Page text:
Crime Library: Criminal Minds and Methods

Black Widows: Veiled in Their Own Web of Darkness

Black Widow's Greatest Sin

Black Widows, the variety that wears women's clothing, are very much alive today, and they kill. Their lives may not be as melodramatic as Mary Ann Cotton's, as glamorous as Marie Besnard's, or as stern as Blanche Taylor Moore's. Many will never get caught.

While this article has taken a sometimes-wry look at the Black Widow throughout history, and the approach has occasionally been tongue-in-cheek, there is indeed a very serious side to the woman who kills obsessively for profit. These are the women who also kill their children.

A report on Women Offenders issued by the Bureau of Justice in 1999 gives startling and sickening results about child murder, data gathered from the Bureau's years of investigation. The report informs us that between 1976 and 1997, parents and stepparents murdered 11,000 children. Interpreted, that figure means that almost 525 innocent youngsters were slain per year for the past 21 years. Mothers and stepmothers were directly responsible for half of these murders. More so, the majority of the homicides perpetrated by mothers occurred during their child's infancy.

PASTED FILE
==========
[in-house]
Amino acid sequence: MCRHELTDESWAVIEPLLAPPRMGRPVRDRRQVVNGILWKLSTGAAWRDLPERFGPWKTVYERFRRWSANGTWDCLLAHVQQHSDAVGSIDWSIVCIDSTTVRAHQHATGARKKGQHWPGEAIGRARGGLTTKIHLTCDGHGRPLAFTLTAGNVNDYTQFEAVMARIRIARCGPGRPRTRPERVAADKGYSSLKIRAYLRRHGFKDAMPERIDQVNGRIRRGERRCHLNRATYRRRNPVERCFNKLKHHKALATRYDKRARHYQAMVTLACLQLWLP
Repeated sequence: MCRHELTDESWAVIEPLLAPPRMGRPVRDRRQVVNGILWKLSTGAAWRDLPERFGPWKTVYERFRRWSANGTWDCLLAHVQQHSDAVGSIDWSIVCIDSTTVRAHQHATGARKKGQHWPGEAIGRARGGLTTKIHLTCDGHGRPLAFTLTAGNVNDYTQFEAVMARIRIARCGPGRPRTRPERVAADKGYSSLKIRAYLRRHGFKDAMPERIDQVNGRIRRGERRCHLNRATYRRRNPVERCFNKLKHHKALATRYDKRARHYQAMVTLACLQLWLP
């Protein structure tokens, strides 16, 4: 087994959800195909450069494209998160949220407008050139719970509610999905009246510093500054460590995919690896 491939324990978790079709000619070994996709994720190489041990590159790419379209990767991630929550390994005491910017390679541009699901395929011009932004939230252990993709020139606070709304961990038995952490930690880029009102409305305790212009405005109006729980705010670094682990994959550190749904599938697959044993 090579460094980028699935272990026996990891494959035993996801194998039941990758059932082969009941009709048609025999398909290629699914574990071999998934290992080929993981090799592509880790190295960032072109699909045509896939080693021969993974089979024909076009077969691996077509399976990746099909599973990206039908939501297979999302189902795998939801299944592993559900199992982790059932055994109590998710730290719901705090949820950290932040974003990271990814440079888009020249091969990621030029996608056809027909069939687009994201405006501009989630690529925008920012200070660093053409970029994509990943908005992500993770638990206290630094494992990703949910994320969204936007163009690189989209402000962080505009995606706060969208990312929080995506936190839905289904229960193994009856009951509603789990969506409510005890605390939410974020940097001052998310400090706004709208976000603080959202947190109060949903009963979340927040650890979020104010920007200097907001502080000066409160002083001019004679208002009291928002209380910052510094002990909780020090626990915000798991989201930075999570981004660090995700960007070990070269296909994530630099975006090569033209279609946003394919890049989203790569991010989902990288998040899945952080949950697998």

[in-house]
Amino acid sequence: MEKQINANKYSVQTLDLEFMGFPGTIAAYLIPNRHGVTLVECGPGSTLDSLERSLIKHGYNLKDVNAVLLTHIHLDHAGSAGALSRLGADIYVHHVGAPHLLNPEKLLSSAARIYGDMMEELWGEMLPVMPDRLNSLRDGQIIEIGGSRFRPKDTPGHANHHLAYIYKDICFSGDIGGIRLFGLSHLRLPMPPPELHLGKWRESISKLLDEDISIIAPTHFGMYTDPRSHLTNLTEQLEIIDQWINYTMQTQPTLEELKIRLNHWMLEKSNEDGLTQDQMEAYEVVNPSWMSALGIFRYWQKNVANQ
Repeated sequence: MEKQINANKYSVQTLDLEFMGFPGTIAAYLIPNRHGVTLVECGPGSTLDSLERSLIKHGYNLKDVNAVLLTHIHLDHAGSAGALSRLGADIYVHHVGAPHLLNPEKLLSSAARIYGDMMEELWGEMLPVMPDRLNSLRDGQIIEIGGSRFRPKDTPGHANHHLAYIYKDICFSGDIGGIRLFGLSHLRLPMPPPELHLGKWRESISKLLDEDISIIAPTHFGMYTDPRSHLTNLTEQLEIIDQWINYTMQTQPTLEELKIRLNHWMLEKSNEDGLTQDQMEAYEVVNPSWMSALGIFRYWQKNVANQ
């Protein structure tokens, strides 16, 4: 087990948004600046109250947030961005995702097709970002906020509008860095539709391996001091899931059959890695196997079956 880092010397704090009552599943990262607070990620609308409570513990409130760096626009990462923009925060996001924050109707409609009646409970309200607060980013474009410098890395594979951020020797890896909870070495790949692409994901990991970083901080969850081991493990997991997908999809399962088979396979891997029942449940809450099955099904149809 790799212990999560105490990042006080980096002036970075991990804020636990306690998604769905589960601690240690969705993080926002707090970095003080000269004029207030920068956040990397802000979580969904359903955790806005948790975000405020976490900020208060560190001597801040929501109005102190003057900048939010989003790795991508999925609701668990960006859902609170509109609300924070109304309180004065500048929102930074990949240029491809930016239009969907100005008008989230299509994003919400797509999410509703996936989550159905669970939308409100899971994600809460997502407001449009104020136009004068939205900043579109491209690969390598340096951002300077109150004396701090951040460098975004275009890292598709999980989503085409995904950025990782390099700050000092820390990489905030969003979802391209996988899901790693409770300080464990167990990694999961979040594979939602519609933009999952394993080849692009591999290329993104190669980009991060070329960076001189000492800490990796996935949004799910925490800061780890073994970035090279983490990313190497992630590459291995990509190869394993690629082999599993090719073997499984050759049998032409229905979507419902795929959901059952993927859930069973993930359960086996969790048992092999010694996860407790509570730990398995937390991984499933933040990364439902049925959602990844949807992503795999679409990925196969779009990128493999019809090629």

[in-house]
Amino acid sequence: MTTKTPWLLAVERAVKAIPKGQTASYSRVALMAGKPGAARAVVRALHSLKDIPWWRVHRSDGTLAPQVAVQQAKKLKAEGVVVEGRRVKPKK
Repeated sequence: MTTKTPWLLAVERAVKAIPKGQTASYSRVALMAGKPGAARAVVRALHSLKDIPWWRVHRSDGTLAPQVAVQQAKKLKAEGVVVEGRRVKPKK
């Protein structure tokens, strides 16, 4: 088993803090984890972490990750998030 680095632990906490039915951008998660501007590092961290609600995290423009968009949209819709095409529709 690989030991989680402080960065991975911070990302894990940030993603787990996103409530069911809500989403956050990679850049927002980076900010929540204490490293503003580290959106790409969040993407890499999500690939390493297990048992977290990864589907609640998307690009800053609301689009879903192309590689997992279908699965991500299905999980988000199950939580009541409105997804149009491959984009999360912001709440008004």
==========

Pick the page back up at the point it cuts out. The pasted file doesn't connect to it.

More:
Motive was not exclusively for-profit. Instigators were also anger or bewilderment, driven here and there by alcohol or drugs. Methods varied, suffocation taking a large part.

The Black Widow in the year 2000 has changed little. She still manipulates. She still smiles in your face and adds ant poison to your coffee. She still smothers and poisons. As well, her modus operandi becomes more technical, compliments of Waneta Hoyt who taught her peers the advantages of using SIDS and other hard-to-diagnose illnesses as a shield.

"Medical experts now believe that between one and 20 percent of the 7,000 to 8,000 babies who are annually diagnosed as having died of SIDS may have actually died of other causes," write authors Michael and C.L. Kelleher. "Sadly, many of these infants may die at the hands of their mothers."

Considering that the most basic beast of the wilderness fights to the death to protect its helpless young from predators, there is the saddest comment of all on the human animal who is that predator.

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